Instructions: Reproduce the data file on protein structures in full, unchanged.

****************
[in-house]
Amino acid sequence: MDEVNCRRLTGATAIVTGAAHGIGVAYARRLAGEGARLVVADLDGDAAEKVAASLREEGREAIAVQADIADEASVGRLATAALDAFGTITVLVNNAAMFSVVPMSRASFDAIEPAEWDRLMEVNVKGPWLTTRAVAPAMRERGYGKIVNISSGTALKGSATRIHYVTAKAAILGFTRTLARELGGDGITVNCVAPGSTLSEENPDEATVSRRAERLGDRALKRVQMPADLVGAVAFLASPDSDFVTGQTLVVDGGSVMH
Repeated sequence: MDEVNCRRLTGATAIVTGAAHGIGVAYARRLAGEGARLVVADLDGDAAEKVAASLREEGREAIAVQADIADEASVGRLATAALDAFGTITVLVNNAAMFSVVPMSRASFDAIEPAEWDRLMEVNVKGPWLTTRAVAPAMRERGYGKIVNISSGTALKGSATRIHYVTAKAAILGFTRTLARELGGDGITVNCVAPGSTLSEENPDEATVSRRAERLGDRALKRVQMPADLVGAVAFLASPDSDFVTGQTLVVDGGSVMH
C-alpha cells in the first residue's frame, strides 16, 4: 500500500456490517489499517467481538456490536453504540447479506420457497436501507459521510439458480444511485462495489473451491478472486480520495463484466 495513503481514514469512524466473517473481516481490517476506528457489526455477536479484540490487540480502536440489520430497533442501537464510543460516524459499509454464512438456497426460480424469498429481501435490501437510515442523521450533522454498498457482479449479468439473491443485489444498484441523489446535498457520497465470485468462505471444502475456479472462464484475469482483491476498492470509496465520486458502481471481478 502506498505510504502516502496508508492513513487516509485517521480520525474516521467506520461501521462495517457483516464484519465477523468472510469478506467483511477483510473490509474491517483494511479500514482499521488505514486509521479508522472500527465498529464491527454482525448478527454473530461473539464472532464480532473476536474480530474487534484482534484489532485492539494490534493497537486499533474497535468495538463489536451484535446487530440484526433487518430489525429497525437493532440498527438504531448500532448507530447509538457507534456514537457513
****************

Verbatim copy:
[in-house]
Amino acid sequence: MDEVNCRRLTGATAIVTGAAHGIGVAYARRLAGEGARLVVADLDGDAAEKVAASLREEGREAIAVQADIADEASVGRLATAALDAFGTITVLVNNAAMFSVVPMSRASFDAIEPAEWDRLMEVNVKGPWLTTRAVAPAMRERGYGKIVNISSGTALKGSATRIHYVTAKAAILGFTRTLARELGGDGITVNCVAPGSTLSEENPDEATVSRRAERLGDRALKRVQMPADLVGAVAFLASPDSDFVTGQTLVVDGGSVMH
Repeated sequence: MDEVNCRRLTGATAIVTGAAHGIGVAYARRLAGEGARLVVADLDGDAAEKVAASLREEGREAIAVQADIADEASVGRLATAALDAFGTITVLVNNAAMFSVVPMSRASFDAIEPAEWDRLMEVNVKGPWLTTRAVAPAMRERGYGKIVNISSGTALKGSATRIHYVTAKAAILGFTRTLARELGGDGITVNCVAPGSTLSEENPDEATVSRRAERLGDRALKRVQMPADLVGAVAFLASPDSDFVTGQTLVVDGGSVMH
C-alpha cells in the first residue's frame, strides 16, 4: 500500500456490517489499517467481538456490536453504540447479506420457497436501507459521510439458480444511485462495489473451491478472486480520495463484466 495513503481514514469512524466473517473481516481490517476506528457489526455477536479484540490487540480502536440489520430497533442501537464510543460516524459499509454464512438456497426460480424469498429481501435490501437510515442523521450533522454498498457482479449479468439473491443485489444498484441523489446535498457520497465470485468462505471444502475456479472462464484475469482483491476498492470509496465520486458502481471481478 502506498505510504502516502496508508492513513487516509485517521480520525474516521467506520461501521462495517457483516464484519465477523468472510469478506467483511477483510473490509474491517483494511479500514482499521488505514486509521479508522472500527465498529464491527454482525448478527454473530461473539464472532464480532473476536474480530474487534484482534484489532485492539494490534493497537486499533474497535468495538463489536451484535446487530440484526433487518430489525429497525437493532440498527438504531448500532448507530447509538457507534456514537457513